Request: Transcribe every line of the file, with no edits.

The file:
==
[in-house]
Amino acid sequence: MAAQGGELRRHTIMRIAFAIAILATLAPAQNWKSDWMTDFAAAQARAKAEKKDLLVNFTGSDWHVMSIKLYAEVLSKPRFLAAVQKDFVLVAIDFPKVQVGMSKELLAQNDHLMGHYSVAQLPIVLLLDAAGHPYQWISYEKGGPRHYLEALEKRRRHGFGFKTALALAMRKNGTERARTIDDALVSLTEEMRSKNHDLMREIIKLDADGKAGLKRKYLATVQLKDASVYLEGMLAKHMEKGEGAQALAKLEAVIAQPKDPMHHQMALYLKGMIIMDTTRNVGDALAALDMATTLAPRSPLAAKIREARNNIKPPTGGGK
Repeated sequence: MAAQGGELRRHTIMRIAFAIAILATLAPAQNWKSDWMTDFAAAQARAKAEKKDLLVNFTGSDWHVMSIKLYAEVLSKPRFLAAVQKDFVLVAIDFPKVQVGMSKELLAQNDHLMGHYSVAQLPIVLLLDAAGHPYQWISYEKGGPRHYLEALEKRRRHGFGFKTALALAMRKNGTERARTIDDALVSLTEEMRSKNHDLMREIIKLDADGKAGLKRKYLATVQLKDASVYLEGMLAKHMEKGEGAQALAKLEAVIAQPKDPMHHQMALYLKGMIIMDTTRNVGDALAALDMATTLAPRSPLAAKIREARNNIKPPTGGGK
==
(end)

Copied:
[in-house]
Amino acid sequence: MAAQGGELRRHTIMRIAFAIAILATLAPAQNWKSDWMTDFAAAQARAKAEKKDLLVNFTGSDWHVMSIKLYAEVLSKPRFLAAVQKDFVLVAIDFPKVQVGMSKELLAQNDHLMGHYSVAQLPIVLLLDAAGHPYQWISYEKGGPRHYLEALEKRRRHGFGFKTALALAMRKNGTERARTIDDALVSLTEEMRSKNHDLMREIIKLDADGKAGLKRKYLATVQLKDASVYLEGMLAKHMEKGEGAQALAKLEAVIAQPKDPMHHQMALYLKGMIIMDTTRNVGDALAALDMATTLAPRSPLAAKIREARNNIKPPTGGGK
Repeated sequence: MAAQGGELRRHTIMRIAFAIAILATLAPAQNWKSDWMTDFAAAQARAKAEKKDLLVNFTGSDWHVMSIKLYAEVLSKPRFLAAVQKDFVLVAIDFPKVQVGMSKELLAQNDHLMGHYSVAQLPIVLLLDAAGHPYQWISYEKGGPRHYLEALEKRRRHGFGFKTALALAMRKNGTERARTIDDALVSLTEEMRSKNHDLMREIIKLDADGKAGLKRKYLATVQLKDASVYLEGMLAKHMEKGEGAQALAKLEAVIAQPKDPMHHQMALYLKGMIIMDTTRNVGDALAALDMATTLAPRSPLAAKIREARNNIKPPTGGGK